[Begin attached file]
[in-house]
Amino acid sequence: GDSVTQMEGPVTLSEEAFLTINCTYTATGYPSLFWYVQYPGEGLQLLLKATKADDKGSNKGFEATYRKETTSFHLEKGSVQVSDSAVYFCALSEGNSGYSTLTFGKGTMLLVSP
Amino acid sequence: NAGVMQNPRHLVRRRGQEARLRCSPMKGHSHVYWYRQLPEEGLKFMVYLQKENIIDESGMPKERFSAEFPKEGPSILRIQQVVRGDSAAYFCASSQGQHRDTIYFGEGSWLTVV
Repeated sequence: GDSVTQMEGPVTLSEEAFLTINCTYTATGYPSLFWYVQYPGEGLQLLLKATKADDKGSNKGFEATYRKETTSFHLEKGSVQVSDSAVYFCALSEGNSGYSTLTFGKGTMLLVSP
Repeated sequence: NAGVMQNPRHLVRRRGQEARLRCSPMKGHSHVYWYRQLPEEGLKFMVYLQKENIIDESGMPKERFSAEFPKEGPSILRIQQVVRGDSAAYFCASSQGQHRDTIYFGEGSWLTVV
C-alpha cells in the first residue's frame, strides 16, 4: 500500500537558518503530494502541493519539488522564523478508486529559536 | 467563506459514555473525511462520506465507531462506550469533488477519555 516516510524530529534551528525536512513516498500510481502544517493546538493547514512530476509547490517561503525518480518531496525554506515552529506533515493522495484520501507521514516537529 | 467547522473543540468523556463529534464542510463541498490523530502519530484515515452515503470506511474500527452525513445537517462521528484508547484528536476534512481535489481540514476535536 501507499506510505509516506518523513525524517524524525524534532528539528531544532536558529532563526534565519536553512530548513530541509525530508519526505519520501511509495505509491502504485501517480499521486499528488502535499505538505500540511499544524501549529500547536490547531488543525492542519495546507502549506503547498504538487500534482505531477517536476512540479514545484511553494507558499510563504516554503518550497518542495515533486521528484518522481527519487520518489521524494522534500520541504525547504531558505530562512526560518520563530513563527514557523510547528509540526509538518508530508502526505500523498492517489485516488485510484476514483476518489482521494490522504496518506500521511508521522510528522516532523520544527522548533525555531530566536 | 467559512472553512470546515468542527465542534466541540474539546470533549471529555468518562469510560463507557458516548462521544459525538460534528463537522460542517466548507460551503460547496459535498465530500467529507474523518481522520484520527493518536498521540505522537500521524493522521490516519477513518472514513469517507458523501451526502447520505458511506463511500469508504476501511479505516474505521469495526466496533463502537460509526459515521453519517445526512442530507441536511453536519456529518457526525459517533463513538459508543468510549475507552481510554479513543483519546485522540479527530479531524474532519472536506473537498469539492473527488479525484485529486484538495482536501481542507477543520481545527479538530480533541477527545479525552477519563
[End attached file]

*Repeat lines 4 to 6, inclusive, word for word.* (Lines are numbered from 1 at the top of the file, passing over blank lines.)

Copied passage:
Repeated sequence: GDSVTQMEGPVTLSEEAFLTINCTYTATGYPSLFWYVQYPGEGLQLLLKATKADDKGSNKGFEATYRKETTSFHLEKGSVQVSDSAVYFCALSEGNSGYSTLTFGKGTMLLVSP
Repeated sequence: NAGVMQNPRHLVRRRGQEARLRCSPMKGHSHVYWYRQLPEEGLKFMVYLQKENIIDESGMPKERFSAEFPKEGPSILRIQQVVRGDSAAYFCASSQGQHRDTIYFGEGSWLTVV
C-alpha cells in the first residue's frame, strides 16, 4: 500500500537558518503530494502541493519539488522564523478508486529559536 | 467563506459514555473525511462520506465507531462506550469533488477519555 516516510524530529534551528525536512513516498500510481502544517493546538493547514512530476509547490517561503525518480518531496525554506515552529506533515493522495484520501507521514516537529 | 467547522473543540468523556463529534464542510463541498490523530502519530484515515452515503470506511474500527452525513445537517462521528484508547484528536476534512481535489481540514476535536 501507499506510505509516506518523513525524517524524525524534532528539528531544532536558529532563526534565519536553512530548513530541509525530508519526505519520501511509495505509491502504485501517480499521486499528488502535499505538505500540511499544524501549529500547536490547531488543525492542519495546507502549506503547498504538487500534482505531477517536476512540479514545484511553494507558499510563504516554503518550497518542495515533486521528484518522481527519487520518489521524494522534500520541504525547504531558505530562512526560518520563530513563527514557523510547528509540526509538518508530508502526505500523498492517489485516488485510484476514483476518489482521494490522504496518506500521511508521522510528522516532523520544527522548533525555531530566536 | 467559512472553512470546515468542527465542534466541540474539546470533549471529555468518562469510560463507557458516548462521544459525538460534528463537522460542517466548507460551503460547496459535498465530500467529507474523518481522520484520527493518536498521540505522537500521524493522521490516519477513518472514513469517507458523501451526502447520505458511506463511500469508504476501511479505516474505521469495526466496533463502537460509526459515521453519517445526512442530507441536511453536519456529518457526525459517533463513538459508543468510549475507552481510554479513543483519546485522540479527530479531524474532519472536506473537498469539492473527488479525484485529486484538495482536501481542507477543520481545527479538530480533541477527545479525552477519563